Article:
12. September 2017

At the end of the 1990s the French critic Nicolas Bourriaud coined the term “relational aesthetic” for a new art trend that put interpersonal encounter at its core.

By Marie Beckmann

When live rats are fed Italian cheese in order to subsequently be sold as artworks in limited edition (Maurizio Cattelan), when female artists give aerobics classes in the gallery space (Christine Hill) and collectors purchase the ingredients for a Thai curry (Rirkrit Tiravanija), then it becomes clear: The conceptualities by which art has been deciphered and analyzed thus far no longer apply. How can we describe the material, the form, the aesthetic of works that generally take place as fleeting encounters or temporary, interactive situations? This was the question addressed by the French curator and critic Nicolas Bourriaud in his essay collection “Relational Aesthetics” (1998/2002).

Rirkrit Tiravanija, Pad thai, Image via onarto.com

His theory: In the 1990s there was a surplus of communication and consumption and even the area of social interaction – relationships, conversations, encounters – is now barely experienced as such, but rather begins to blur into a spectacular representation of itself in the Debordian [Guy Debord, French author and filmmaker, d.1994] sense. In these days of constant, compulsive Instagram staging, this claim appears all the more comprehensible. Bourriaud talks about a “society of extras”, a society in which there is enough and plenty more of everything.

Room for inter-human relations

He therefore refers to the “relational artworks” that develop in this time as “hands-on utopias” – because they no longer form imaginary, utopian, symbolic realities, but rather describe actual ways of life and actions that play out in reality and offer a social intermediate space whose (temporal) structure contrasts with the daily routine, marked as it is by productivity and purpose, and instead leaves space for interpersonal communication.

Alix Lambert, Marriage Project, exhibition view "Mind-bending with the Mundane," at ICA/MECA,  Image via adrianeherman.com

“The artist dwells in the circumstances the present offers him, so as to turn the setting of his life (his links with the physical and conceptual world) into a lasting world.” Artists make reference to the conditions of the present that each of them lives. It’s about collaborations, conviviality, contacts and agreements – between artists and gallerists, between artists and collectors, between individuals unknown to each other, between museum visitors, passers-by and supermarket customers.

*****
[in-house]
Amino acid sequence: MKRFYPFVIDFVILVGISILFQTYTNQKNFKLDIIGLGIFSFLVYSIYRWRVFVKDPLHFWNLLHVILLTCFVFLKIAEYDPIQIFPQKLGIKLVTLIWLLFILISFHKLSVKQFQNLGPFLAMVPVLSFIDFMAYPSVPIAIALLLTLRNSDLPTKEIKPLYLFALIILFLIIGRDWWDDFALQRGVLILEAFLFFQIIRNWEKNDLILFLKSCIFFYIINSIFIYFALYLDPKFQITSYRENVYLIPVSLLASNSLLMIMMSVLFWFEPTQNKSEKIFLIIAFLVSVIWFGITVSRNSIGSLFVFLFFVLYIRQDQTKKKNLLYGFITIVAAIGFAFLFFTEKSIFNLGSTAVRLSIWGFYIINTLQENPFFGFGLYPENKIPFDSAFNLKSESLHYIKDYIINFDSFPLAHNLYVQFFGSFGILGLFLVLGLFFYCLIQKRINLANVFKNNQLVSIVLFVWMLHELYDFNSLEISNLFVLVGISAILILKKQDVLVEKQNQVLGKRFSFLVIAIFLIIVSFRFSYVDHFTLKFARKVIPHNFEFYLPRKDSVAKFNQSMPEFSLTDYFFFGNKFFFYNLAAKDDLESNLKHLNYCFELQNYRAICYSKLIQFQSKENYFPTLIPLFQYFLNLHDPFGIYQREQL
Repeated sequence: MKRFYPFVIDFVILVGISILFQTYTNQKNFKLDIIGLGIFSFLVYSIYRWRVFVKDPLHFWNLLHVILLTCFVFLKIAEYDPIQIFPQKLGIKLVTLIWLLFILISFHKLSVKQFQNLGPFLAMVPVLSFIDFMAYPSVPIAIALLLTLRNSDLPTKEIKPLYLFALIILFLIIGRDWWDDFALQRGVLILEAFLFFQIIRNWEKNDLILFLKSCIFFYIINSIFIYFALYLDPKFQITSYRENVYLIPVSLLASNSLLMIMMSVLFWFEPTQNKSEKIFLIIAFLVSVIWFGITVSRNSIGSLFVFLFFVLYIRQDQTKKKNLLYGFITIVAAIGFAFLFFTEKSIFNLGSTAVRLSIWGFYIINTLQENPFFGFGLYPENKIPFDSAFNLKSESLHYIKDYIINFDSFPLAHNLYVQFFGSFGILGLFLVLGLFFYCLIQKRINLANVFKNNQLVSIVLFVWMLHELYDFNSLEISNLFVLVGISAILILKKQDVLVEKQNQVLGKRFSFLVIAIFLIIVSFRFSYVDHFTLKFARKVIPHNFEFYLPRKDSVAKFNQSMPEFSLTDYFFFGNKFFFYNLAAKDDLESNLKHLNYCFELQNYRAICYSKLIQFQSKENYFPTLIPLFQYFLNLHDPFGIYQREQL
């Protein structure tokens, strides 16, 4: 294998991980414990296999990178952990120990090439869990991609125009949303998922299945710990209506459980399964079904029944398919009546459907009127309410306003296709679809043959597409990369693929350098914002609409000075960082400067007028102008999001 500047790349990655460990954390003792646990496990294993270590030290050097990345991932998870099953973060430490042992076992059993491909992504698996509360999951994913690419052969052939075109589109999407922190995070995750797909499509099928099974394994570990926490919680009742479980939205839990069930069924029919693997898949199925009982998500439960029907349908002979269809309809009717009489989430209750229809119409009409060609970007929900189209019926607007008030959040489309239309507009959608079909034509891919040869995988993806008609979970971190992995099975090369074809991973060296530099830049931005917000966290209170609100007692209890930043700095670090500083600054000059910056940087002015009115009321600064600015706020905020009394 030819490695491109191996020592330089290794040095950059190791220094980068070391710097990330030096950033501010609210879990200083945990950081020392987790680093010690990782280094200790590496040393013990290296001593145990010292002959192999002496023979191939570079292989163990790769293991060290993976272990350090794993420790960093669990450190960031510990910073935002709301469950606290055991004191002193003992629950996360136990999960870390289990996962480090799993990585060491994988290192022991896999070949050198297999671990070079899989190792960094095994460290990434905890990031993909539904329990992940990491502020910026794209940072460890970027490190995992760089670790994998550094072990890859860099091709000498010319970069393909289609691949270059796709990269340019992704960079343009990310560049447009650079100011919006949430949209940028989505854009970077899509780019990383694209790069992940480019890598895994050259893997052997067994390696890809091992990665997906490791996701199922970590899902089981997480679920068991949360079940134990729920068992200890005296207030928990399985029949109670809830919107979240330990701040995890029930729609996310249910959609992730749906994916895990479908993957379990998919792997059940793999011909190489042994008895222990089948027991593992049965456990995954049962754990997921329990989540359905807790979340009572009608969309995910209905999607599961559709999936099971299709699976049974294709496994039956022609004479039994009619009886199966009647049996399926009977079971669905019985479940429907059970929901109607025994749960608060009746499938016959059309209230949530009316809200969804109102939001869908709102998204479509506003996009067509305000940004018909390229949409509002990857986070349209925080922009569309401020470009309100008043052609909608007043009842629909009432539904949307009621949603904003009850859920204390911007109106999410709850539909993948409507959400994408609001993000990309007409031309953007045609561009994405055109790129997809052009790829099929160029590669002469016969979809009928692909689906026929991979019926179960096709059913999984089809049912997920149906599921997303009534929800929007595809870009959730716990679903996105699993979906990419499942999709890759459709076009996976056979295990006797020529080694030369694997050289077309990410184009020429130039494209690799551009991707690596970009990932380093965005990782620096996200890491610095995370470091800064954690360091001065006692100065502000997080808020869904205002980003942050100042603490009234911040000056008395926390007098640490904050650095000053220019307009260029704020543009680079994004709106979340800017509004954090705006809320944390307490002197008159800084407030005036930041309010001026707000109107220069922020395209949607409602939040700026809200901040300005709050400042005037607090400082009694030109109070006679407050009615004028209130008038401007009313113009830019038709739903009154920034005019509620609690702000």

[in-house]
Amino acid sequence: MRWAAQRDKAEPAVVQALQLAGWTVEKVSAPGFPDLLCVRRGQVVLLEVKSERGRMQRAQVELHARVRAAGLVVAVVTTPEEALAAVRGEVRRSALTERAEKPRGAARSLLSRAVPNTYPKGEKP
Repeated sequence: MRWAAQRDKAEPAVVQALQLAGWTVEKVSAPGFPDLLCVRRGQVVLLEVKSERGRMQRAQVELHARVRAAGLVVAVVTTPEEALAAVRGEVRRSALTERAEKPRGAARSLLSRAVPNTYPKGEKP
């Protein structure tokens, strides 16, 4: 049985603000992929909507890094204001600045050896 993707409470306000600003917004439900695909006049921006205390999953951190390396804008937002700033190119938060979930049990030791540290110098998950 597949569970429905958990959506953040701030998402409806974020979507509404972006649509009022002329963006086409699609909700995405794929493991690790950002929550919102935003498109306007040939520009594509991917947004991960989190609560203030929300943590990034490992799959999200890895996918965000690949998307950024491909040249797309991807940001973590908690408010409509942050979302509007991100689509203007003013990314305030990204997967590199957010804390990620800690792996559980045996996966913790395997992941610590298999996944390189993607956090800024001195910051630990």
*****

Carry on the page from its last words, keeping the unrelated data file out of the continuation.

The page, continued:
Artwork as apparatus

What needs to be fundamentally reconsidered here is the form, the material: Here Bourriaud borrows Louis Althusser’s [French philosopher, d.1990] concept of a “materialism of encounters”, which does not stem from a previous availability, but rather understands forms as the result of an arbitrary encounter of elements. Hence an artwork can be perceived as an apparatus which, with a certain degree of arbitrariness, brings about those encounters.

On KAwara, I Met, Image via guggenheim.org

On Kawara’s series “I met” consists of notebooks in which he wrote the name of the people he had conversed with every day in chronological order between 1968 and 1979. The twelve books comprise a total of 4,790 pages. Dominique Gonzalez-Foerster materialized the childhood memories of her gallerist Esther Schipper in the installation “The Daughter of a Taoist” (1992). In the same year Alix Lambert created the project “Wedding Piece”, spanning a period of six months in which she had four weddings and got divorced again just as quickly. Philippe Parreno invited people, on May 1, Labor Day, to carry out their favorite hobbies – albeit on a factory production line. Art as a constant state of encounter.

Creating worlds

“Peace appears not as an object, but rather as a process of interaction and communication”, it states in the announcement of the PEACE exhibition. Participating artists such as Lee Mingwei, Surasi Kusolwong and Isabel Lewis incorporate the exhibition visitors into their works, making them an essential component. In the tradition of the relational aesthetic, time and again they evoke a clash of different things, individuals and moods. And if these encounters last, then perhaps they will even create worlds. After all, as Bourriaud says: “In order to create a world, this encounter must be a lasting one.”

INTERVIEW. ISABEL LEWIS